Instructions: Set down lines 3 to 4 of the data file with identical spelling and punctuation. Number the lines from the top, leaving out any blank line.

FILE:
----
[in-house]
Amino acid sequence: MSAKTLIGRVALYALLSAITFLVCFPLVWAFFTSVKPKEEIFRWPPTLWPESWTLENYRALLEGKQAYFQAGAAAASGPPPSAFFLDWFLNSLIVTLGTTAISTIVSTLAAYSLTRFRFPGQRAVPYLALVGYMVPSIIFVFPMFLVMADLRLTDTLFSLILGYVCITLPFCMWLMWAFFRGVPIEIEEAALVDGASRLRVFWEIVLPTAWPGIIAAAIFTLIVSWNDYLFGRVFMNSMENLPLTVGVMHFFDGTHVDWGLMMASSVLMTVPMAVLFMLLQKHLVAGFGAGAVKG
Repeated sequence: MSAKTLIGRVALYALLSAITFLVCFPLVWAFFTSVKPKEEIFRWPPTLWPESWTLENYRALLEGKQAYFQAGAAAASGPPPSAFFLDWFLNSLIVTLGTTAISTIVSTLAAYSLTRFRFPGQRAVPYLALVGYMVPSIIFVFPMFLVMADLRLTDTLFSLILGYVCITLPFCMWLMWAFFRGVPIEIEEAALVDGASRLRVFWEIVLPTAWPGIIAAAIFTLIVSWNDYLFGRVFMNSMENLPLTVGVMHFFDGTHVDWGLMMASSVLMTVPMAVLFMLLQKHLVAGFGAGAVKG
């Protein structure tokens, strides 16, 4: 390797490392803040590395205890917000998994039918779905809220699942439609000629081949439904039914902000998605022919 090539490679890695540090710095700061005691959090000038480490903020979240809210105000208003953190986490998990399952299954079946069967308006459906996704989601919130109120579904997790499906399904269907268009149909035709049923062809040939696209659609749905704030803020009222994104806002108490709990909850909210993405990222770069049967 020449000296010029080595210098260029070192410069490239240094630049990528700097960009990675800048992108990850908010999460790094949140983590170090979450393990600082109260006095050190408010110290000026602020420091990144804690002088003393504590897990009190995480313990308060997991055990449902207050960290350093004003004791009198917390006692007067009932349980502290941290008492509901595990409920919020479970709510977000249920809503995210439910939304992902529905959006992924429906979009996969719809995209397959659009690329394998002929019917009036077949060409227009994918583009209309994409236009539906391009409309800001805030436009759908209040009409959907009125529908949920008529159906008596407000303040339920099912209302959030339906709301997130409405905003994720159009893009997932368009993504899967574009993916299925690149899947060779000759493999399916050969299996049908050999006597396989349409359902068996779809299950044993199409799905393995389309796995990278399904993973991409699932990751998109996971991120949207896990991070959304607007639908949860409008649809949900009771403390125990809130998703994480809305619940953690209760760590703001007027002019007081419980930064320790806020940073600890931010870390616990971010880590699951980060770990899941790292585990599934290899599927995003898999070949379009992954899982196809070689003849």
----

Repeated sequence: MSAKTLIGRVALYALLSAITFLVCFPLVWAFFTSVKPKEEIFRWPPTLWPESWTLENYRALLEGKQAYFQAGAAAASGPPPSAFFLDWFLNSLIVTLGTTAISTIVSTLAAYSLTRFRFPGQRAVPYLALVGYMVPSIIFVFPMFLVMADLRLTDTLFSLILGYVCITLPFCMWLMWAFFRGVPIEIEEAALVDGASRLRVFWEIVLPTAWPGIIAAAIFTLIVSWNDYLFGRVFMNSMENLPLTVGVMHFFDGTHVDWGLMMASSVLMTVPMAVLFMLLQKHLVAGFGAGAVKG
């Protein structure tokens, strides 16, 4: 390797490392803040590395205890917000998994039918779905809220699942439609000629081949439904039914902000998605022919 090539490679890695540090710095700061005691959090000038480490903020979240809210105000208003953190986490998990399952299954079946069967308006459906996704989601919130109120579904997790499906399904269907268009149909035709049923062809040939696209659609749905704030803020009222994104806002108490709990909850909210993405990222770069049967 020449000296010029080595210098260029070192410069490239240094630049990528700097960009990675800048992108990850908010999460790094949140983590170090979450393990600082109260006095050190408010110290000026602020420091990144804690002088003393504590897990009190995480313990308060997991055990449902207050960290350093004003004791009198917390006692007067009932349980502290941290008492509901595990409920919020479970709510977000249920809503995210439910939304992902529905959006992924429906979009996969719809995209397959659009690329394998002929019917009036077949060409227009994918583009209309994409236009539906391009409309800001805030436009759908209040009409959907009125529908949920008529159906008596407000303040339920099912209302959030339906709301997130409405905003994720159009893009997932368009993504899967574009993916299925690149899947060779000759493999399916050969299996049908050999006597396989349409359902068996779809299950044993199409799905393995389309796995990278399904993973991409699932990751998109996971991120949207896990991070959304607007639908949860409008649809949900009771403390125990809130998703994480809305619940953690209760760590703001007027002019007081419980930064320790806020940073600890931010870390616990971010880590699951980060770990899941790292585990599934290899599927995003898999070949379009992954899982196809070689003849």